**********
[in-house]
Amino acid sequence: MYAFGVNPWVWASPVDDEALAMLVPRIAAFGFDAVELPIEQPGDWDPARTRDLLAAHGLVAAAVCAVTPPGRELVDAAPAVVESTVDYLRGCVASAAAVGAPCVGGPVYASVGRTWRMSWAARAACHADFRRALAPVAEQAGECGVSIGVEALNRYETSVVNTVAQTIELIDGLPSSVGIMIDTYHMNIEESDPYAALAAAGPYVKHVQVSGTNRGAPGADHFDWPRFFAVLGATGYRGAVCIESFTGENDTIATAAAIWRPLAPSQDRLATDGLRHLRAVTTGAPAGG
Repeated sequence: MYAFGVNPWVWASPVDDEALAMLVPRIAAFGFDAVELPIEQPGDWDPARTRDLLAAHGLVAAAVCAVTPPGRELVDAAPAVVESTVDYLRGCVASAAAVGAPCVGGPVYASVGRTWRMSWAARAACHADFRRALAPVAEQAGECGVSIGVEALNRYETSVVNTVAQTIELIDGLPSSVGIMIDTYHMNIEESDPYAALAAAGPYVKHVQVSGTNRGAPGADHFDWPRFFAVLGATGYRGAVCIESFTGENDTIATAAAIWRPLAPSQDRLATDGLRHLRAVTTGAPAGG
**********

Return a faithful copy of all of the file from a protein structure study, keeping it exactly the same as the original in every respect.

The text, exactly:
[in-house]
Amino acid sequence: MYAFGVNPWVWASPVDDEALAMLVPRIAAFGFDAVELPIEQPGDWDPARTRDLLAAHGLVAAAVCAVTPPGRELVDAAPAVVESTVDYLRGCVASAAAVGAPCVGGPVYASVGRTWRMSWAARAACHADFRRALAPVAEQAGECGVSIGVEALNRYETSVVNTVAQTIELIDGLPSSVGIMIDTYHMNIEESDPYAALAAAGPYVKHVQVSGTNRGAPGADHFDWPRFFAVLGATGYRGAVCIESFTGENDTIATAAAIWRPLAPSQDRLATDGLRHLRAVTTGAPAGG
Repeated sequence: MYAFGVNPWVWASPVDDEALAMLVPRIAAFGFDAVELPIEQPGDWDPARTRDLLAAHGLVAAAVCAVTPPGRELVDAAPAVVESTVDYLRGCVASAAAVGAPCVGGPVYASVGRTWRMSWAARAACHADFRRALAPVAEQAGECGVSIGVEALNRYETSVVNTVAQTIELIDGLPSSVGIMIDTYHMNIEESDPYAALAAAGPYVKHVQVSGTNRGAPGADHFDWPRFFAVLGATGYRGAVCIESFTGENDTIATAAAIWRPLAPSQDRLATDGLRHLRAVTTGAPAGG